RIGHTS and anti-corruption activist Veera Somkwamkid is the focus of a manhunt by police in Thailand after a warrant was issued for his arrest for allegedly violating the Computer Crime Act.
According to Bangkok Post, Veera is accused of spreading false information online and causing damage to the public after he posted the results of a Facebook survey that suggested the majority of Thai people lack confidence in the government and the prime minister.
It is alleged by the Technology Crime Suppression Division (TCSD) that Veera conducted a survey on his own Facebook page and later posted the results.
As a well-known public figure, the TCSD felt that the information posted could mislead the public and cause damage to the government and the prime minister. It was this belief that prompted them to seek a warrant for his arrest.
Veera, chairman of People’s Rights and Liberty Protection Group and secretary-general of the People’s Network Against Corruption, was a former leader of the yellow shirt movement and has been a vocal critic of the ruling military regime.
While many of his compatriots in the movement approved of the 2014 coup that removed former Prime Minister Thaksin Shinawatra from power and installed the current military rule, Veera continued to call out the junta for allegations of nepotism and corruption.
In the tongue-in-cheek survey, Veera asked people to voice their opinion on General Prayuth Chan-o-cha, the leader of the ruling military junta, by selecting which of eight choices they thought was correct, a source told Bangkok Post.
The first seven choices were phrases taken from the National Council for Peace and Order’s song called Rao Cha Tham Tam Sanya (we are fulfilling our promises), while the last choice was “all the above choices are wrong”, said the source.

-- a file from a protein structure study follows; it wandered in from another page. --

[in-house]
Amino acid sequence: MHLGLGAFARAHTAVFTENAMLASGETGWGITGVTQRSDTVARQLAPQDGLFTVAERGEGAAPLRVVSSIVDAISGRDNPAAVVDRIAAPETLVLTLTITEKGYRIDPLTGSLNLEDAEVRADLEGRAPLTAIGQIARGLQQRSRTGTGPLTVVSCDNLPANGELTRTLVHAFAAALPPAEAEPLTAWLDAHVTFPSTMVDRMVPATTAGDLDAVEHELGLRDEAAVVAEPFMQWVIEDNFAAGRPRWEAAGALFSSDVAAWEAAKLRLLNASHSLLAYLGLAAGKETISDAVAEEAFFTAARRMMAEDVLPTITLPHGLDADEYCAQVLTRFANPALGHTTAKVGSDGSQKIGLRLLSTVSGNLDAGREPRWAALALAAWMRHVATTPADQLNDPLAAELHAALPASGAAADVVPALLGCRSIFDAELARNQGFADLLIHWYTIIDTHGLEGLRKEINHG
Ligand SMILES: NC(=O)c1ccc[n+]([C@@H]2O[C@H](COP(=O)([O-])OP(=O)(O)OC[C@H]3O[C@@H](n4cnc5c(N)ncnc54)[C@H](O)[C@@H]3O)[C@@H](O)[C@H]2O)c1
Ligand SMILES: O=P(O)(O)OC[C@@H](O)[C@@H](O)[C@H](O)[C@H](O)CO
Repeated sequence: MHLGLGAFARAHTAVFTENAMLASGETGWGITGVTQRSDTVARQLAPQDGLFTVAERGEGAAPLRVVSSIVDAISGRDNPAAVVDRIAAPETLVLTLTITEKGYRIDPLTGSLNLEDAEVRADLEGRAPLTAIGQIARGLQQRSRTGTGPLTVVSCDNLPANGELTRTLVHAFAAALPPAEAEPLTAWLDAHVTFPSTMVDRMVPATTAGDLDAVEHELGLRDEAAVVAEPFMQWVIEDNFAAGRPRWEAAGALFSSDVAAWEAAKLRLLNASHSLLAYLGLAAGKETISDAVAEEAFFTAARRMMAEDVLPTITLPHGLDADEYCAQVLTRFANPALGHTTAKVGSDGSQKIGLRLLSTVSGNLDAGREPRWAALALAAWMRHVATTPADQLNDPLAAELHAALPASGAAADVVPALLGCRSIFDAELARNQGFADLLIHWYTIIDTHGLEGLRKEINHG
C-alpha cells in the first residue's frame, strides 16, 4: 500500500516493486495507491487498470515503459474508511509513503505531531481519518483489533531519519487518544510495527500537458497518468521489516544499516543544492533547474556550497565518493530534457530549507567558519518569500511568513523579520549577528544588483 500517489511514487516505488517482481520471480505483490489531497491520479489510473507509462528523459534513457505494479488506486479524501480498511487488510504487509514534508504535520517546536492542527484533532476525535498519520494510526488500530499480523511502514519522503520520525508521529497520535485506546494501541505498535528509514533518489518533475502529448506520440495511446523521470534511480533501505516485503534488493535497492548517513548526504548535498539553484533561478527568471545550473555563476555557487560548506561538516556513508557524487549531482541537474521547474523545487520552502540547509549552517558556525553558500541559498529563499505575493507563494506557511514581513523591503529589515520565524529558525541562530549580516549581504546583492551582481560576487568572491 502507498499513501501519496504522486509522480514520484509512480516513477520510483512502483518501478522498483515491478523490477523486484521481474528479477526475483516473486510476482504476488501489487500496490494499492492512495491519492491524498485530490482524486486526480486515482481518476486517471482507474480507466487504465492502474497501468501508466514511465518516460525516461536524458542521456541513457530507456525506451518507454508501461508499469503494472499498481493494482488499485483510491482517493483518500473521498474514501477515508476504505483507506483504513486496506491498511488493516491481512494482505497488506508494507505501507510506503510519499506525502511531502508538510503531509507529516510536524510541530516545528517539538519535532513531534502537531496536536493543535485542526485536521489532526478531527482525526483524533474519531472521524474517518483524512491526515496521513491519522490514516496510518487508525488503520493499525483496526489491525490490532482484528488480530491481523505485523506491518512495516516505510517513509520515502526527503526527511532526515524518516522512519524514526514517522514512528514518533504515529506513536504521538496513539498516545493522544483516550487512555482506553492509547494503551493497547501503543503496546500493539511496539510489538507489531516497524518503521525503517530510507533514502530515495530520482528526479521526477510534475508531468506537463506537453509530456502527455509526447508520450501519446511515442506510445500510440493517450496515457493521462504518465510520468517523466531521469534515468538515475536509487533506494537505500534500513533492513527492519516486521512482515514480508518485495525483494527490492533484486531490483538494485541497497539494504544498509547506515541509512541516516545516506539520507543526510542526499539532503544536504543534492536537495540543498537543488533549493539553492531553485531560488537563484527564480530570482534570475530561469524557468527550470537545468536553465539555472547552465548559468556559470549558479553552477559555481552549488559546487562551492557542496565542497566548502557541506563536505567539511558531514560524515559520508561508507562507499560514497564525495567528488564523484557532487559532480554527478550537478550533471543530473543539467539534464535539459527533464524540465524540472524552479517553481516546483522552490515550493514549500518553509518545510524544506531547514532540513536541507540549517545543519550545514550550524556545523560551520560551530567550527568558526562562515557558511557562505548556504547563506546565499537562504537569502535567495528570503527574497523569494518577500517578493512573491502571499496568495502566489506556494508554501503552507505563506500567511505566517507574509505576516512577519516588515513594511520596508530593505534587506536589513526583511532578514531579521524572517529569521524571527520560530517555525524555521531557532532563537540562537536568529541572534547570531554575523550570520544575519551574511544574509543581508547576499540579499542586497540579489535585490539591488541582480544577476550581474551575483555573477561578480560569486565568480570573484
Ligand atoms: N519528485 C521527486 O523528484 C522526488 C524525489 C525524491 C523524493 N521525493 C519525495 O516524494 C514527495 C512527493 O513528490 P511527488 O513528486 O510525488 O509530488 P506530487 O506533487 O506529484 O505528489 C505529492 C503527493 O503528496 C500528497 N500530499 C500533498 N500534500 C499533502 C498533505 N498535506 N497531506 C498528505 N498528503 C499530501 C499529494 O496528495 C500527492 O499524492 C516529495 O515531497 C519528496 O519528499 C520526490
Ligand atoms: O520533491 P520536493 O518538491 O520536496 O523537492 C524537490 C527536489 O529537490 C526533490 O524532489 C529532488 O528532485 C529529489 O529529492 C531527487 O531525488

The majority of responders opted for the last choice, implying none of the military’s promises had been fulfilled.
The police raided Veera’s home in Bangkok on Monday after the warrant was approved but the activist was nowhere to be found.
Hours after the raid, Veera posted on his Facebook page that he will turn himself in on Wednesday.
“I’m announcing this publicly: The police don’t need to waste their time finding me. I will meet with (investigators) on Wednesday,” Veera wrote, as reported by Khaosod.
He said he is willing to contest the charge in court but has expressed fear the security forces may abduct him and place him in military prison before he gets the chance to meet with police, fearing the worst for his safety should this happen.
“Are we clear? A man like Veera Somkwamkid never runs away from the law. I’m ready to contest my case. But I’m not ready to be murdered,” he said.
Olan Sukkasem of the TCSD, said Veera’s intention was to defame the government, an act that is illegal in Thailand.
“You read it, and you can see his intention,” Olan said.
The use of the Computer Crime Act by the ruling junta has come under fire from rights groups who feel that the law is being used by the government to silence critics and get rid of political opponents.
Human Rights Watch (HRW) condemned the use in a statement last year saying the law gives “overly broad powers” to the government to “restrict free speech, enforce surveillance and censorship, and retaliate against activists.”
Hundreds of activists have been prosecuted under the law since the military came to power back in May 2014. Amendments made to the law in December 2016 made it “even easier for the junta to punish its critics,” according to Brad Adams, Asia director of HRW.